The Sunday Gazetteer. (Denison, Tex.), Vol. 24, No. 17, Ed. 1 Sunday, August 12, 1900 Page: 1 of 4
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| DENISON, TEXAS, SUNDAY, AUGUST 12, 1900
OIIB PHILADELPHIA LETTEB.
Im from til Quartan Condensed—What
tbe Worker* sis Doing—Busi-
Southern State* are multipling under
heavy Northern demand! for South-
ern garden product*.
Two immense hydraulic steel
dredge* are being built to dig a
channel 40 feet deep
New York, and 3000 feet wide.
The entire work will cost $3,000,-
000. It is necessary ip order to
accommodate the mighty ocean ves-
sels that are coming.
The steamer Cereda has just left
few York for Australia, loaded
down with agricultural implements
and boots and shoes.
The Russian Government has
asked for bids to equip St. Peters-
burg, Moscow, Odessa and Riga
50c to $2.50.
Some With GollarsrSome Without.
■ - ■
At the Waco convention Governor
Sayers was re-nominated and the
balance of the old ticket went
Having purchased the R. M KING stock at very much less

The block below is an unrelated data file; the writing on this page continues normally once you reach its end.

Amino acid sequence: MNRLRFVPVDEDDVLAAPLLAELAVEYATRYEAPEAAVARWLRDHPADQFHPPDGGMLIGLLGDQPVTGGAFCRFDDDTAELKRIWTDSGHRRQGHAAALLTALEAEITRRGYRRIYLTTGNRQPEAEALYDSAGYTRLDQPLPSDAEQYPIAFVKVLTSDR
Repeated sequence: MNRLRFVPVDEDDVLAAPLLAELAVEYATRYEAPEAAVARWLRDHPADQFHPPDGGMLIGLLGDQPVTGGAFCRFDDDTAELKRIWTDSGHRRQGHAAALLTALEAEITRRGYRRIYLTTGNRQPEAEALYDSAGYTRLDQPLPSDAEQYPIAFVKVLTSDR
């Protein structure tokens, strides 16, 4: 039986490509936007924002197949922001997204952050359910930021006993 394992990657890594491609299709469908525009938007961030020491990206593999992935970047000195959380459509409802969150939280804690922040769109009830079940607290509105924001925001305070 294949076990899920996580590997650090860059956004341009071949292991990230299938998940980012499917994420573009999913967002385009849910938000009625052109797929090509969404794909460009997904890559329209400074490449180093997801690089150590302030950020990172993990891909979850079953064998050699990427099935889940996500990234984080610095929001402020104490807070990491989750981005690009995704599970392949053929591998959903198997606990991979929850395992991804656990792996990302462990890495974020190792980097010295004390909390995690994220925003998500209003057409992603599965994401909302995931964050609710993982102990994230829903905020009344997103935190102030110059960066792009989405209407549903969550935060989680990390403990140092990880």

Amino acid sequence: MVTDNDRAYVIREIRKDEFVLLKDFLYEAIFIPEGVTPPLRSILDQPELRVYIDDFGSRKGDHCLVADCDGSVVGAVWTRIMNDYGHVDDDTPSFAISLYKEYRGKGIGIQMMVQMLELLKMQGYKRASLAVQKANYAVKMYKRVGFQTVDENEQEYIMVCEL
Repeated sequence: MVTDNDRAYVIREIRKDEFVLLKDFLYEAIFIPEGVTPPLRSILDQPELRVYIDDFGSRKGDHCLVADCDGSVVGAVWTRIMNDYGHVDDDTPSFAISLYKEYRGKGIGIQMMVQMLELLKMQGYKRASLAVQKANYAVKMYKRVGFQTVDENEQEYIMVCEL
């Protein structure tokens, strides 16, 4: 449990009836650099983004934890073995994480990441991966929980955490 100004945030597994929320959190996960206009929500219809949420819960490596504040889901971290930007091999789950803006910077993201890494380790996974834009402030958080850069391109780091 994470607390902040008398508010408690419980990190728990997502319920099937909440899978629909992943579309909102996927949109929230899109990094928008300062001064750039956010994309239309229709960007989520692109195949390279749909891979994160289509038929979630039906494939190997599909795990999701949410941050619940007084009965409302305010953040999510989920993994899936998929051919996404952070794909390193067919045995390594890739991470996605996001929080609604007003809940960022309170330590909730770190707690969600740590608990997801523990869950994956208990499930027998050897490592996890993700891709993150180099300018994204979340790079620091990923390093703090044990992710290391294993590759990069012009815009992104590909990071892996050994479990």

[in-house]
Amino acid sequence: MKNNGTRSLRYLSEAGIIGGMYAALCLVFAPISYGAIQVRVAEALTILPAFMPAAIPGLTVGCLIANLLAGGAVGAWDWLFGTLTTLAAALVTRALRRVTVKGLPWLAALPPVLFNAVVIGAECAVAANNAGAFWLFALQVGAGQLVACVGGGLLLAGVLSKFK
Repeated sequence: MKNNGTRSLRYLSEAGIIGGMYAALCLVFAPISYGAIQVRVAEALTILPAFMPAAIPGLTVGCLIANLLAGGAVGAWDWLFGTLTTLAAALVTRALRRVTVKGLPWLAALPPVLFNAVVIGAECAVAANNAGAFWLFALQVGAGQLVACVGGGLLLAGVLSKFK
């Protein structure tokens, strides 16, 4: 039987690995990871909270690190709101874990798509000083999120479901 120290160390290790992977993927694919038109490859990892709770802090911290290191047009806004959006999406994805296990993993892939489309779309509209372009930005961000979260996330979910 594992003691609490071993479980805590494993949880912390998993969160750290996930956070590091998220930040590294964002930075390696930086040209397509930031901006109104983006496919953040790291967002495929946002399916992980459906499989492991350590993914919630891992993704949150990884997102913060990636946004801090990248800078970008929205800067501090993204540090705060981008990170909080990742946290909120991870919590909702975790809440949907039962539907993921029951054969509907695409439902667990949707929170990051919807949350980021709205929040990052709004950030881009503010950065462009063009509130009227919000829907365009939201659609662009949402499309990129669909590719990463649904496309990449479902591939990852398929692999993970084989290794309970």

than half thewholesale cost of same, we shall tomorrow inaugurate a
HTTT ^ T
Ten Day’s Slaughter CleariDg Sale
- i : : | ‘
To close out the remnants and broken lots of this immense stock.
We have determined to cast our lot with the people of
Deni'on, and have taken advantage of this opportunity to open np
a DRY 'GOODS business in your I city. We intend to sustain the
well-eatned reputation of this store for reliable and worthy mer-
chandise; sad make the stock larger and n.ore complete than ever,
and second to none in the city. Our goods will soon be here, and
to make room, the slaughter of the bankrupt stock must now begin
and continue from day to day until closed out. Call early. We
will make prices that will sweep out whole lines in a day.
KING’S Old Stand, 400 Main St.
I Five Minute Ice
Will freeze cream in half the time of the
old style freezers.
Dollarhide & Harris
The Gazetteer is delighted tell! A friend ®f the Gazetteer who
bear that Dr. M. H. Sherborne, j visited Denver recently, saw “The
recently of this city, is meeting with ] Countess Valeska” played while
flattering success both protessionally j there. As this pla^ has attracted
and financially, ^n Arkansas. The J much attention be has given us the